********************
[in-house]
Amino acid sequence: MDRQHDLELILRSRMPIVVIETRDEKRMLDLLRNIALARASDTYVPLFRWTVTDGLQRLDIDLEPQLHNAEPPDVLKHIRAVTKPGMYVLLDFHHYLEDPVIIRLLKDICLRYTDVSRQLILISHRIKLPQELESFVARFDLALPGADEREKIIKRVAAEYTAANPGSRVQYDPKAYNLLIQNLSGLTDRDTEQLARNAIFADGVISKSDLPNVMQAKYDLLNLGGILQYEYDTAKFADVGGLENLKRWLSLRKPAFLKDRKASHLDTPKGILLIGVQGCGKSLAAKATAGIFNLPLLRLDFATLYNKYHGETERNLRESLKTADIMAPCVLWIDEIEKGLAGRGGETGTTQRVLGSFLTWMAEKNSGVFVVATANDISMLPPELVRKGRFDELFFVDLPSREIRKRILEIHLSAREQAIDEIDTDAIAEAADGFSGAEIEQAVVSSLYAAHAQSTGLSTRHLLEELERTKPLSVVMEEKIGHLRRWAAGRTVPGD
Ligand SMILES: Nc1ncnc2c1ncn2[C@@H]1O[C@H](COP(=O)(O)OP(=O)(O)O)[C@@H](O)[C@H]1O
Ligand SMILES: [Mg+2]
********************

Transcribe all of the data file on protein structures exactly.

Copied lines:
[in-house]
Amino acid sequence: MDRQHDLELILRSRMPIVVIETRDEKRMLDLLRNIALARASDTYVPLFRWTVTDGLQRLDIDLEPQLHNAEPPDVLKHIRAVTKPGMYVLLDFHHYLEDPVIIRLLKDICLRYTDVSRQLILISHRIKLPQELESFVARFDLALPGADEREKIIKRVAAEYTAANPGSRVQYDPKAYNLLIQNLSGLTDRDTEQLARNAIFADGVISKSDLPNVMQAKYDLLNLGGILQYEYDTAKFADVGGLENLKRWLSLRKPAFLKDRKASHLDTPKGILLIGVQGCGKSLAAKATAGIFNLPLLRLDFATLYNKYHGETERNLRESLKTADIMAPCVLWIDEIEKGLAGRGGETGTTQRVLGSFLTWMAEKNSGVFVVATANDISMLPPELVRKGRFDELFFVDLPSREIRKRILEIHLSAREQAIDEIDTDAIAEAADGFSGAEIEQAVVSSLYAAHAQSTGLSTRHLLEELERTKPLSVVMEEKIGHLRRWAAGRTVPGD
Ligand SMILES: Nc1ncnc2c1ncn2[C@@H]1O[C@H](COP(=O)(O)OP(=O)(O)O)[C@@H](O)[C@H]1O
Ligand SMILES: [Mg+2]